|I'm the little, grumpy-looking one with Mom and
my brothers. Perhaps I missed my nap that day.
At the beginning of January of this year, we knew my mom's life was drawing to a close at the care center where she had been living for the last 14 months of her life. She was in the final stages of Parkinson's and Alzheimer's disease, both terminal illnesses which we fought and struggled with for a long time to keep at bay, but to no avail. My dad, who was living with us at our home nearby, went over the care center in the morning and stayed there the whole day throughout the entire time Mom was there. My wife and I went there almost every day, and other family made regular visits when they could.
In the last couple of months of her life, she spoke less and less, and her appetite dropped off as well. We took turns feeding her because she could no longer do that as well. My wife was exceptional in helping care for Mom for such a long time. I can't emphasize that enough. Mom's brother, Uncle Jay, visited a little over a month before, and two of Mom's sisters came the day before Mom passed.
In the last week of her life, our family camped out at the care center, taking shifts so someone would be with here at all times. Two people would usually sit her room and watch her breathing, blood pressure, and oxygen levels, while other family members slept in another room until it was there turn. Personally, we did all of this because we didn't want Mom to be alone when she died, and I didn't want my dad to be alone either, but I was a little concerned on how her passing would unfold.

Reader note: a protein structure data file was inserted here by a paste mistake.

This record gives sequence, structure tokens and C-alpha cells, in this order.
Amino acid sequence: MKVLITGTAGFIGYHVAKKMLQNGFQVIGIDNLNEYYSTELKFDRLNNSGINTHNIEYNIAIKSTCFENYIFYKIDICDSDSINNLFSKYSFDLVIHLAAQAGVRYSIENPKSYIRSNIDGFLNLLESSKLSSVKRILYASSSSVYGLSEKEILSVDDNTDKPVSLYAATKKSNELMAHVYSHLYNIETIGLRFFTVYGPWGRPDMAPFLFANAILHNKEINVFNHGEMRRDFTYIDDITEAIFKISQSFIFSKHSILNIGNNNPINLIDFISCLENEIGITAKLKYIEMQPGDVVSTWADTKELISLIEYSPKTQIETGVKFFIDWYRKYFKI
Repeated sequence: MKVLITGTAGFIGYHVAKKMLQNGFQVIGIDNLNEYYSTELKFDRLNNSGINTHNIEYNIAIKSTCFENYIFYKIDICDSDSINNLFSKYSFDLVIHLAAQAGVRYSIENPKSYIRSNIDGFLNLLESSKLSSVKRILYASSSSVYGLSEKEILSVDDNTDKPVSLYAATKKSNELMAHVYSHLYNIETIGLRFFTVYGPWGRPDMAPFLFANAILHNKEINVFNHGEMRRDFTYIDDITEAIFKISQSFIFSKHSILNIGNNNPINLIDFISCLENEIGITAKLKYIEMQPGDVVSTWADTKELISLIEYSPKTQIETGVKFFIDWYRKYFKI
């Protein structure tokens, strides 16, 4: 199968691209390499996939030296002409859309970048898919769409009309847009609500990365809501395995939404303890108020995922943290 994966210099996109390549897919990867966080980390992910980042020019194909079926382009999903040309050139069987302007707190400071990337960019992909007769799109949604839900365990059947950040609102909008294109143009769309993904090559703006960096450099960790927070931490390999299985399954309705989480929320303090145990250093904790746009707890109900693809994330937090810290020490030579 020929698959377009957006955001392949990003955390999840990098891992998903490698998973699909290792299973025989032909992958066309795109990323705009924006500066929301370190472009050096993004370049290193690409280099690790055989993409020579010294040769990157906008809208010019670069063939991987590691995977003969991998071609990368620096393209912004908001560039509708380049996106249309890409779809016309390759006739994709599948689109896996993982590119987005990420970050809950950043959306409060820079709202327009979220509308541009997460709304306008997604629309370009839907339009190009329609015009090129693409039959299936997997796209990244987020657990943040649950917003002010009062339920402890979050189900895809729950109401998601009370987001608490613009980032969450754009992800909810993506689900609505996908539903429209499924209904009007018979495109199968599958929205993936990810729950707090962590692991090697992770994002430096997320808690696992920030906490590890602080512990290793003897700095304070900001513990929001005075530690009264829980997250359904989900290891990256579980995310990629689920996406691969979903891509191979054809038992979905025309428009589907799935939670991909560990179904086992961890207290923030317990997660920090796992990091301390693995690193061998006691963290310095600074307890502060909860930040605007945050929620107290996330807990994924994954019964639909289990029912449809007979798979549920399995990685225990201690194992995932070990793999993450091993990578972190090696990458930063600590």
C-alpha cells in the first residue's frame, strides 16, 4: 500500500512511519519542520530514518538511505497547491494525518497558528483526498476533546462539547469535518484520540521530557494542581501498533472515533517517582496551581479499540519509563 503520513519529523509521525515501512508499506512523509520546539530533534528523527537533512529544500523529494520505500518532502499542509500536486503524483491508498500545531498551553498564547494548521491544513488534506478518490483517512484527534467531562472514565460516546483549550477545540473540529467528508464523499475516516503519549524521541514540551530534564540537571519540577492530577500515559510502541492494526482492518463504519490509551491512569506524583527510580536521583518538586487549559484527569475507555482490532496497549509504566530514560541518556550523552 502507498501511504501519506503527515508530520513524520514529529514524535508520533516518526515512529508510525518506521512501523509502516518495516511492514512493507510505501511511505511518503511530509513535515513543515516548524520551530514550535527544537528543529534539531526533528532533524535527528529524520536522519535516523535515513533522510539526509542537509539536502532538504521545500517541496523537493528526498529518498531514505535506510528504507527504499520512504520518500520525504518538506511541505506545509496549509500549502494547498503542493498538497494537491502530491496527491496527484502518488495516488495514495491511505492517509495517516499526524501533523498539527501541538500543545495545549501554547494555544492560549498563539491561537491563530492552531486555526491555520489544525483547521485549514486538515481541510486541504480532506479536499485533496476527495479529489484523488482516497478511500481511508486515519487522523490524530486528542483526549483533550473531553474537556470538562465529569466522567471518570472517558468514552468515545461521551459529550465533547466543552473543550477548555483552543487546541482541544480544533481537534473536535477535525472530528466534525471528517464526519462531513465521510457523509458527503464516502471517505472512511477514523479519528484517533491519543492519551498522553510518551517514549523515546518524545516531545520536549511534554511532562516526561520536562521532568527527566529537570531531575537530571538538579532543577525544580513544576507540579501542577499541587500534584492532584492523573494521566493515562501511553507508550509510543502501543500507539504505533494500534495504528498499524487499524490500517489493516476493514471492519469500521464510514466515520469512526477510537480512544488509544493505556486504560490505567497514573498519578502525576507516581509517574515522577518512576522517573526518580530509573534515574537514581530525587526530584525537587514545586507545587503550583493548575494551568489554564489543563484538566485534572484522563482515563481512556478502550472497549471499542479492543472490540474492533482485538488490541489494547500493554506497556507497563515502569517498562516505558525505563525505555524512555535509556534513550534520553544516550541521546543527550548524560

Would it be peaceful, or be very labored and hard to watch? I didn't want my dad to watch her suffer in agony; the whole process was hard enough. In the final hour of her life, we could her breathing becoming shallower and her other vital signs slowed down and became more erratic. Yet, in the the final minutes, my brother, niece, dad, and I were able to watch her pass on very peacefully, and it was fitting that she was surrounded by people who cared for her. My wife, son, and other brother had spent hours and nights watching Mom over the last week, and I was grateful for everyone who showered mom with care, including the staff at the care center.
While being a parent has been so important to me, being a son and loving on Mom my in small ways, in life and death, has filled me with gratitude and compassion for others. No one will escape from this life alive, and we should do all we can to help one another, in meaningful ways, live the best life they can. We often have no idea when our time will come, so the best course is to live each day as if it were our last because someday, we will be right.